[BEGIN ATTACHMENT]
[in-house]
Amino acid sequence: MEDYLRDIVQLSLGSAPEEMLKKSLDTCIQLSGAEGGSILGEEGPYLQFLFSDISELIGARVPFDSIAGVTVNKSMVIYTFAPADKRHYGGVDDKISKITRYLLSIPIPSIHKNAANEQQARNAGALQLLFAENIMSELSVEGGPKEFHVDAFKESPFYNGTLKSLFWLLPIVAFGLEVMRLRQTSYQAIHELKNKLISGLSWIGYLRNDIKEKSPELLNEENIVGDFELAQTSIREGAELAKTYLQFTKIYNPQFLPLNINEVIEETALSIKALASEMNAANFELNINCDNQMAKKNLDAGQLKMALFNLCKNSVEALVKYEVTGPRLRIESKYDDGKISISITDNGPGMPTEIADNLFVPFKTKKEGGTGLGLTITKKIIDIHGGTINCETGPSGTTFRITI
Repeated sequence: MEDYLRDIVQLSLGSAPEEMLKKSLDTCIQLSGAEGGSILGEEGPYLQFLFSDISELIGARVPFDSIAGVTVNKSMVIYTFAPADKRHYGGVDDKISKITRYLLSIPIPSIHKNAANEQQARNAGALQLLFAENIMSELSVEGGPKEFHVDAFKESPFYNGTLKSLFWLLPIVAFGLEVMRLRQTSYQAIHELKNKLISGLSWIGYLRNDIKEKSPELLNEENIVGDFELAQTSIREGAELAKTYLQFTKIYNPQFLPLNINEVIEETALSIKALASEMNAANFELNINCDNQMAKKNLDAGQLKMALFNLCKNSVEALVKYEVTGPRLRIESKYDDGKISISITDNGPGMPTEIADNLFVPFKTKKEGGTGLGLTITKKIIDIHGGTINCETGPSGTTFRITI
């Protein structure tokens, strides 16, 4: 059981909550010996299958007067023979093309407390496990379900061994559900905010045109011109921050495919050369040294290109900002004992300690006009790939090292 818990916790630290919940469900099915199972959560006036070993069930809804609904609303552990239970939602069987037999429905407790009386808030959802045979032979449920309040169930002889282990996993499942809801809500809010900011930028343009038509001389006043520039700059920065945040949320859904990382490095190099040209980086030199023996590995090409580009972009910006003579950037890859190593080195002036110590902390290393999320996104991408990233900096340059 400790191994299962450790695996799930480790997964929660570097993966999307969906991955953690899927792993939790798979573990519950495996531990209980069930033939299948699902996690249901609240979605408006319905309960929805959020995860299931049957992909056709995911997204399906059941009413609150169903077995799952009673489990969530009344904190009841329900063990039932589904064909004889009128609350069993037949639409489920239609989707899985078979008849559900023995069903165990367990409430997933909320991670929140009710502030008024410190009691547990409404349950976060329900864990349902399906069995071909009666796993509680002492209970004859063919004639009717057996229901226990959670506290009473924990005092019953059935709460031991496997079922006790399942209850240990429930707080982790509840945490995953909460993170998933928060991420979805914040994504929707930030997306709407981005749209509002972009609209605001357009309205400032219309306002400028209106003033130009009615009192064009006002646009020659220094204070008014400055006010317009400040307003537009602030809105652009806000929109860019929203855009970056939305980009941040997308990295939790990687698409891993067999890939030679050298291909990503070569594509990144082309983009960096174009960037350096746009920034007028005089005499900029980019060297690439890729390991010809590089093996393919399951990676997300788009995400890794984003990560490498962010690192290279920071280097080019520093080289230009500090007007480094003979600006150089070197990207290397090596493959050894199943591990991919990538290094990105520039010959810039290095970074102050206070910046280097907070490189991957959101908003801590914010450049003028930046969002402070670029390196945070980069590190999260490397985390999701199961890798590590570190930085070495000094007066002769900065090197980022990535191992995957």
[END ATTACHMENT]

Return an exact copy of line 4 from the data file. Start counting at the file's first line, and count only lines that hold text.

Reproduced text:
């Protein structure tokens, strides 16, 4: 059981909550010996299958007067023979093309407390496990379900061994559900905010045109011109921050495919050369040294290109900002004992300690006009790939090292 818990916790630290919940469900099915199972959560006036070993069930809804609904609303552990239970939602069987037999429905407790009386808030959802045979032979449920309040169930002889282990996993499942809801809500809010900011930028343009038509001389006043520039700059920065945040949320859904990382490095190099040209980086030199023996590995090409580009972009910006003579950037890859190593080195002036110590902390290393999320996104991408990233900096340059 400790191994299962450790695996799930480790997964929660570097993966999307969906991955953690899927792993939790798979573990519950495996531990209980069930033939299948699902996690249901609240979605408006319905309960929805959020995860299931049957992909056709995911997204399906059941009413609150169903077995799952009673489990969530009344904190009841329900063990039932589904064909004889009128609350069993037949639409489920239609989707899985078979008849559900023995069903165990367990409430997933909320991670929140009710502030008024410190009691547990409404349950976060329900864990349902399906069995071909009666796993509680002492209970004859063919004639009717057996229901226990959670506290009473924990005092019953059935709460031991496997079922006790399942209850240990429930707080982790509840945490995953909460993170998933928060991420979805914040994504929707930030997306709407981005749209509002972009609209605001357009309205400032219309306002400028209106003033130009009615009192064009006002646009020659220094204070008014400055006010317009400040307003537009602030809105652009806000929109860019929203855009970056939305980009941040997308990295939790990687698409891993067999890939030679050298291909990503070569594509990144082309983009960096174009960037350096746009920034007028005089005499900029980019060297690439890729390991010809590089093996393919399951990676997300788009995400890794984003990560490498962010690192290279920071280097080019520093080289230009500090007007480094003979600006150089070197990207290397090596493959050894199943591990991919990538290094990105520039010959810039290095970074102050206070910046280097907070490189991957959101908003801590914010450049003028930046969002402070670029390196945070980069590190999260490397985390999701199961890798590590570190930085070495000094007066002769900065090197980022990535191992995957």